HMCARP Goals and Objectives
This plan will propose recommended actions to reduce climate change risks and enhance coastal wetland resilience for long-term health, function, and the provision of wetland goods and services. This plan consists of three main goals, and phased objectives to achieve these goals:
- Employ a transformational adaptation approach to restore and enhance the Hillman Marsh barrier feature to withstand climate change extremes, protect the wetland ecosystem, and safeguard homes and businesses, with consideration of natural processes and conditions.
- Restore the wetland plant community within the approximate 145 hectares of open water behind the barrier feature to enhance wetland structure, function, diversity and resilience to climate change impacts using historical records and expert opinion.
- Make the restored and enhanced Hillman Marsh ecosystem accessible to all of society and future generations to enjoy.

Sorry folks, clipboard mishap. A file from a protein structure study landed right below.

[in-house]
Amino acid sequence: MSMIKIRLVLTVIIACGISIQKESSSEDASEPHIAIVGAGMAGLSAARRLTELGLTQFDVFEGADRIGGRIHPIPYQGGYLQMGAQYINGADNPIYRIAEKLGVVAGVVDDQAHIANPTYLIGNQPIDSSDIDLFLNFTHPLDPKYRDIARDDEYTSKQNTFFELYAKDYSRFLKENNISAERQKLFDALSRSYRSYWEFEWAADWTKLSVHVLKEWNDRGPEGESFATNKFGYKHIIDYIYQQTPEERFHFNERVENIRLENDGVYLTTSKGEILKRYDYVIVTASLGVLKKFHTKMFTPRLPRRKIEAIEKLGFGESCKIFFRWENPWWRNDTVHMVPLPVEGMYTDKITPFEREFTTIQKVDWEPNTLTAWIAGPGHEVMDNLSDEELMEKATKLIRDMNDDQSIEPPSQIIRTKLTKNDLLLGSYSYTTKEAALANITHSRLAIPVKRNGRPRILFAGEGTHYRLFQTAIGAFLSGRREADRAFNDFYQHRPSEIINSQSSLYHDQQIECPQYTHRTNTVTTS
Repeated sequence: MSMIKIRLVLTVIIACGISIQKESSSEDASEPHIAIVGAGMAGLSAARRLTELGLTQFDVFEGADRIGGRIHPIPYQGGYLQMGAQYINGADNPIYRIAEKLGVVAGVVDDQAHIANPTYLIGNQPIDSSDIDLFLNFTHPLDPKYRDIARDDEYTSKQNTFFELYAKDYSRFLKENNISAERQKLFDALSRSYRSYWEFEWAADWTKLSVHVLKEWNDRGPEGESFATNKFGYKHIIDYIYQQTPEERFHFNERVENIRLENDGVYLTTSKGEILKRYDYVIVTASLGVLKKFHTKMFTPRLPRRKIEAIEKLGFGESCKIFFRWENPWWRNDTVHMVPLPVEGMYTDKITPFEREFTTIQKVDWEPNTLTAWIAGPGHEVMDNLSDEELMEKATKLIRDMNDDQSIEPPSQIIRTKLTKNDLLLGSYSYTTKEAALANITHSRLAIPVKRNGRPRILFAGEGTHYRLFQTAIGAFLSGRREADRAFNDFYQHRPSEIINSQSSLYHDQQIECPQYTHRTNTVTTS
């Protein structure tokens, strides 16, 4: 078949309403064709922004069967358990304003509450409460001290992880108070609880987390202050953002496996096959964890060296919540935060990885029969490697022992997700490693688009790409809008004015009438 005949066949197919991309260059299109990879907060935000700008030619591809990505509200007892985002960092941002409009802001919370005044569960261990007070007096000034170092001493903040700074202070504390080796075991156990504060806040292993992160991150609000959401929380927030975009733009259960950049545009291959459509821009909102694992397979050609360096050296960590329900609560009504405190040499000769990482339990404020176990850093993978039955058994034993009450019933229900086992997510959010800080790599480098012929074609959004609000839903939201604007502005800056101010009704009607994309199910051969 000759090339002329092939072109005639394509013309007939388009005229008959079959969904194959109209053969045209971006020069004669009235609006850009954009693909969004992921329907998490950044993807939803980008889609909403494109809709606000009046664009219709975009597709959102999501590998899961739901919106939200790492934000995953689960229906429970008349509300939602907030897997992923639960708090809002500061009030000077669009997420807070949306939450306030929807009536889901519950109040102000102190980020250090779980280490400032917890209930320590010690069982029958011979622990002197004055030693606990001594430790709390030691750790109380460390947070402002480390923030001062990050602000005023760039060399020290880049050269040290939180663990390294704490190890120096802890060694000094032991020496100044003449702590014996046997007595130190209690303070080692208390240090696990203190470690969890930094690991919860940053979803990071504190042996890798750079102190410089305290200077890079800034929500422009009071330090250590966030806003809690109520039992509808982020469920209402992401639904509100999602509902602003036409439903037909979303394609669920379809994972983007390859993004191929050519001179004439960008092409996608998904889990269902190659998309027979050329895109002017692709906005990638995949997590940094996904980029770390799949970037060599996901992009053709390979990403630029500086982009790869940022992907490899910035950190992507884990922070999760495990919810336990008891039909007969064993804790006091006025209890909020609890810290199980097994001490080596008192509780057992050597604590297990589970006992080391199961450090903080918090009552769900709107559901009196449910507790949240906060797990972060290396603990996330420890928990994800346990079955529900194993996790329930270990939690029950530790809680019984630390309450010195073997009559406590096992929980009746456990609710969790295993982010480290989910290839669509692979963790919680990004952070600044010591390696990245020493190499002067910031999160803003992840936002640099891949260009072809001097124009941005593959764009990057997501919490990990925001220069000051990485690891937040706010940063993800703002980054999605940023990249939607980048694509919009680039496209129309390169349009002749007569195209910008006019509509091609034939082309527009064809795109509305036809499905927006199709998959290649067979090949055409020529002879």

Phase 1: Reinforce the South headland at East Beach Road to prevent additional loss of land and to anchor a new barrier feature.
Phase 2: In consultation with the Steering Committee, develop a high-level adaptation and restoration plan for a barrier feature and for a diverse and functional wetland plant community.
Phase 3: Optimize the location, dimensions, composition, and methods of construction of the barrier structure, as well as the structure and functional composition of the wetland plant community through physical and numerical modelling of waves, hydrodynamics, and sediment transport to verify the stability and response of the barrier and wetland.
Phase 4: Construct a barrier to resist climate change impacts and provide community co-benefits by protecting the wetland ecosystem and surrounding homes, farms, and businesses. Restore wetland extent by restoring the structural and topographical heterogeneity, increase the number of functional wetland plant communities, and the increase the diversity of plant species as a key building block for enhanced wetland resilience to a changing climate.